Indoor Allergy Problems? Your Guide to Controlling Bedroom Allergies
Have you been sneezing a lot lately and feeling congested? Do you feel like your allergies are worse inside the bedroom than outside? If so, you're not alone. Many people suffer from indoor allergies, which can be caused by various factors such as dust mites, pet dander, or mold.
Luckily, there are ways to control bedroom allergies and improve your quality of life. This guide will teach you how to identify and reduce the triggers of your specific allergies, so you can get back to enjoying a good night's rest.
What Are Common Allergy Symptoms?
People experience allergies when their immune system views a foreign object, otherwise known as an allergen, as a harmful substance. The system overreacts, sending a type of chemical mediator called histamines, to get the body to release allergens from your system.
This is why you sneeze, cough, and itch when you experience an allergic reaction. It's your body's way of telling you that something that has come in must go out.
Allergic reactions can range from mild to severe and be triggered by all sorts of allergens. The most common symptoms of an allergic reaction include:
- Watery eyes
- Runny nose
- Nasal congestion
- Itchy eyes and nose
- Rashes or hives
- Swelling, particularly around the eyes, lips, and face, as well as the tongue
- Pain and redness, especially for bites and stings
- Coughing, a scratchy throat, and a feeling of one's throat closing
What Triggers Indoor Allergy Symptoms?
Indoor allergies are allergies that are usually triggered inside the home or bedroom. For some, this type of allergy usually comes on at night, right when the person settles in for bed.
Indoor allergies usually manifest as respiratory allergies. What this means is that indoor allergy sufferers will often experience either:
- Allergic rhinitis or hay fever, which causes a stuffy nose, itching, sneezing, and watery eyes; or
- Allergic asthma, which causes sufferers to experience airway constriction.
The most common triggers for indoor allergies are:
Dust mites are microscopic pests that feed on dead skin cells. They live in mattresses, bed linens, upholstered furniture, stuffed animals, carpets, and curtains, often preferring a humid environment. People with dust mite allergies are not actually allergic to the mites themselves, but to proteins found in dust mites' excretions.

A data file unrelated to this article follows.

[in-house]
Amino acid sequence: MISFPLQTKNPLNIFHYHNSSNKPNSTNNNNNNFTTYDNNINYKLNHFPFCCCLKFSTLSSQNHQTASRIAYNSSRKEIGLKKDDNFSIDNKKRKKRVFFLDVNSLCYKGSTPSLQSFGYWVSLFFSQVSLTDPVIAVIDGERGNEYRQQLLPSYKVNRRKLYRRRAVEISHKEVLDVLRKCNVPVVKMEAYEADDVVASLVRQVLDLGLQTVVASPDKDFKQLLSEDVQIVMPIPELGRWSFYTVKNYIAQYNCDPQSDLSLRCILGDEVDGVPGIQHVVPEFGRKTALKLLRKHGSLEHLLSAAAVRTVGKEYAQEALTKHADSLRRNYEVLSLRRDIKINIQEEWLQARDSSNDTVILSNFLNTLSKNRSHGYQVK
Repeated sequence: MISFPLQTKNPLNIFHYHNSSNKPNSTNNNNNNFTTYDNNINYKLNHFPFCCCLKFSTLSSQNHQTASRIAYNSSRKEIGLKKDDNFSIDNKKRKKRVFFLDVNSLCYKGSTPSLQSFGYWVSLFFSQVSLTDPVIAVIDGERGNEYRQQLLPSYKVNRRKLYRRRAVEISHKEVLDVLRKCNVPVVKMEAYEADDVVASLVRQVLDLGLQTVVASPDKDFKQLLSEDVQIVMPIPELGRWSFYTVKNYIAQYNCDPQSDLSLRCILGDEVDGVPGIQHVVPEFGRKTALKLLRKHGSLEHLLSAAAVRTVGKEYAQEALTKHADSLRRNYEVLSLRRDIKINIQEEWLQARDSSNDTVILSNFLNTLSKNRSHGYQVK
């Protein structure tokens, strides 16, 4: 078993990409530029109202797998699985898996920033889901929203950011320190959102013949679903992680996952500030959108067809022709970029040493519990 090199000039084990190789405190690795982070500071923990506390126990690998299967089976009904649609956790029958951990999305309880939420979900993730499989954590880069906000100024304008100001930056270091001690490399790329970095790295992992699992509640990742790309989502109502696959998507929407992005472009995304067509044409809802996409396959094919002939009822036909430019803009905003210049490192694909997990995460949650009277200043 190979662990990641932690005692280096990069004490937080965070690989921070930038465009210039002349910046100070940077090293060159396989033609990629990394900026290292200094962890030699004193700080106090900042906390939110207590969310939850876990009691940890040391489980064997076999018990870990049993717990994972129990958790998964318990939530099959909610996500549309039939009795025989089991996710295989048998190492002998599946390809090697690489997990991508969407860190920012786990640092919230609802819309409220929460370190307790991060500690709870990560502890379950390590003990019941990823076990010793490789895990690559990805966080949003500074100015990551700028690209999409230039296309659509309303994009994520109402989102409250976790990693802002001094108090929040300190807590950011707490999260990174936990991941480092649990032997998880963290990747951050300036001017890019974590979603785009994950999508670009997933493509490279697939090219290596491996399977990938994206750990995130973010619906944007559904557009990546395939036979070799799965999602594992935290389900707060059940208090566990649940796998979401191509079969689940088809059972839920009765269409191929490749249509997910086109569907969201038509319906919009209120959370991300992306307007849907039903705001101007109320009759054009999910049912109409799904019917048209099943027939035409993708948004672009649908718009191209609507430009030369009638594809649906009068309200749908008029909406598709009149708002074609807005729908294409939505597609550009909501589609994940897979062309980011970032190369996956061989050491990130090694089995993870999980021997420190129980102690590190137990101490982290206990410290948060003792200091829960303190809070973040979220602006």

Because dust mites thrive in hot and humid places, people experiencing nighttime allergy symptoms are advised to keep the humidity levels in their homes below 50 percent. This can be done with the help of a dehumidifier.
People with pet allergies are allergic to the proteins found in animal dander or dead skin cells. When our pets shed, they leave their dander all over our homes, spreading it on our bedroom furniture, carpets, clothes, etc.
The most common cause of pet allergies is exposure to cats and dogs, but all animals with fur are potential sources of allergies.
Mold usually grows in dark and wet environments, like bathrooms and under the kitchen sink. But plumbing problems, a leaking AC unit, and a damaged roof can all bring moisture into unexpected places, allowing mold to grow on carpets, drywall, wallpaper, and rugs.
Yes, you can be allergic to cockroaches. Like dust mites, cockroaches carry a protein that many people are allergic to. Cockroach allergies are also known to trigger asthma attacks in those with allergic asthma.
Pollen is an airborne allergen and one of the most common causes of seasonal allergies in the United States. Although pollen is created outside, the wind can carry it towards your bedroom window. It can also stick to your hair or clothes, which you can then bring indoors.
Why Are My Allergies Worse In The Bedroom?
We spend about a third of our lives sleeping. That's hundreds of hours spent in our bedrooms. During this time, we shed millions of dead skin cells which, in turn, attract dust mites. If you have pets and let them in your bed, you also let them bring in things like dander, pollen, and even chemicals that could irritate your nose.
So, if you're allergic to some or all of the things mentioned above and spend a lot of your time in your bedroom, it's only natural that you experience bedtime or indoor allergies.
Can You Control Indoor Allergens In The Bedroom?
Yes, you can in fact control indoor allergens. The simplest solution would be to identify the main culprits and minimize your exposure as much as possible.
How To Allergy-Proof Your Bedroom
So, you want to allergy-proof your home or, at the very least, your bedroom so that you can have a good night's rest. Here are some ways you can manage your allergy symptoms without relying too heavily on allergy medications:
1. Invest in a Hypoallergenic Mattress
While there are many different mattress types, people with allergies will want to get one that is hypoallergenic. This six-syllable word indicates that a mattress is safe for people with allergies. Pollen, dust, bed bugs, and those microscopic, crab-like creatures called dust mites are mostly prevented from entering the mattress because of its material — whether it’s synthetic memory foam, latex foam, or even a coil mattress encased in a naturally allergen-resistant material like cotton.
Additionally, a hypoallergenic mattress — like the PurpleFlex™ Mattress — might have a specific foam structure that facilitates airflow, keeping the interior of the mattress nice and dry, which in turn prevents mold, fungi, and bacteria from taking root and colonizing the space under which you sleep.